Well, not black, but mainly pixelated white…
As avid followers of the World’s
Most Important Number affair, we came across this strange gap in the archive at the BBA – a gap in documentation between October 2007 and August 2009.
Every month or so the BBA sends out a briefing note to the media on some contemporaneous topic. The latest, for example, came out yesterday, entitled “Your mortgage and the markets.” Each briefing note is then posted on the BBA website here.
Now, back in 2008, during the dark days of the crisis, we used to discuss and write about Libor here on FT Alphaville on a near-daily basis. It was a crucial stress-gauge at the time and you can click through our coverage here.
Given what was going on back then, aligned with the fact that few people outside the money markets really understood Libor, the BBA helpfully published a series of briefings on the matter — the sort of consumer-friendly material that it has been publishing for years.
Sadly, those briefings seemed to have disappeared from the BBA’s archive.
In fact, there’s been a 20 month gap in the archive spanning the most intense period of the credit crunch.
But the mystery’s been solved – and it’s more cock-up rather than conspiracy.
Apparently, all the Libor briefings during The Crunch were taken down from the main BBA archive when the new dedicated BBALibor website was launched — and because this new site contained all the Libor information, it was assumed no one would want to read the old briefings.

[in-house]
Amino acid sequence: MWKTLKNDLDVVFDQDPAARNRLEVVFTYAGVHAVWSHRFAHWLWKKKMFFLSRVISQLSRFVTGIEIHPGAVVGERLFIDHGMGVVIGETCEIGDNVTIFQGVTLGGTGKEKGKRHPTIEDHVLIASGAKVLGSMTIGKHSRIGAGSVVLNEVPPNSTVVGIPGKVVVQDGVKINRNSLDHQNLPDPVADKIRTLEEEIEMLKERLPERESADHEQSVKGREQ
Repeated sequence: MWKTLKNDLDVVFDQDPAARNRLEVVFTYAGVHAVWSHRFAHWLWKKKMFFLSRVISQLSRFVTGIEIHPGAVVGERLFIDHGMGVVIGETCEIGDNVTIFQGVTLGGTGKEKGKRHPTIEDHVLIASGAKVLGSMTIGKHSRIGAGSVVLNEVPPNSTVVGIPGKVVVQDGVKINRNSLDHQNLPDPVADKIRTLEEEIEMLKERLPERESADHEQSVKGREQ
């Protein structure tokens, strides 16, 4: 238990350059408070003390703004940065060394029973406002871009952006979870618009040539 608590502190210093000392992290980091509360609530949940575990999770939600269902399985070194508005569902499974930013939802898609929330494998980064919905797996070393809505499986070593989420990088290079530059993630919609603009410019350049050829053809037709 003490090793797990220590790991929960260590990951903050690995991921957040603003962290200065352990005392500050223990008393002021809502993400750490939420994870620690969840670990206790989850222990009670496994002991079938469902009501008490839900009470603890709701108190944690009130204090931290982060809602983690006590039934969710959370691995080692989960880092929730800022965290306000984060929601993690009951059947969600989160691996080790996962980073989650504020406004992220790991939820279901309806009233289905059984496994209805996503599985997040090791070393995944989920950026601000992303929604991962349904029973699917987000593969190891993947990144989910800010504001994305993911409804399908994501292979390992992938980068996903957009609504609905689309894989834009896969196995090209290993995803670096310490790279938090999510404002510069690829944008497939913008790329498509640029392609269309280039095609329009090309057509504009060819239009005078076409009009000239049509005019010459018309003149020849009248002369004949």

That misassumption is now being fixed. We are assured that the docs will be back up here tomorrow.
Meanwhile, as to The World’s Most Corrected Number…
Bloomberg: In 2009, the lobby group called Libor “the world’s most important number.”
The facts: On 12 December 2008, a feature on LIBOR on the BBC Radio 4 programme More or Less referred to LIBOR as “the world’s most important number” (listen here). This is the first time, as far as we are aware, the term was associated with LIBOR. This is not a BBA assertion.
UPDATE 12.31pm: We have been directed to an earlier mention of the phrase “the world’s most important number” in relation to LIBOR: a BBC Online story dated 20 October 2008 (view it here). We are happy to correct this error.
UPDATE 2.00pm: Bloomberg has now amended its article to link to a BBA LIBOR press release dated 21 May 2009. In it the phrase “world’s most important number” is used to refer to LIBOR without quotation marks or attribution (view it here). Again, we are happy to correct this error here.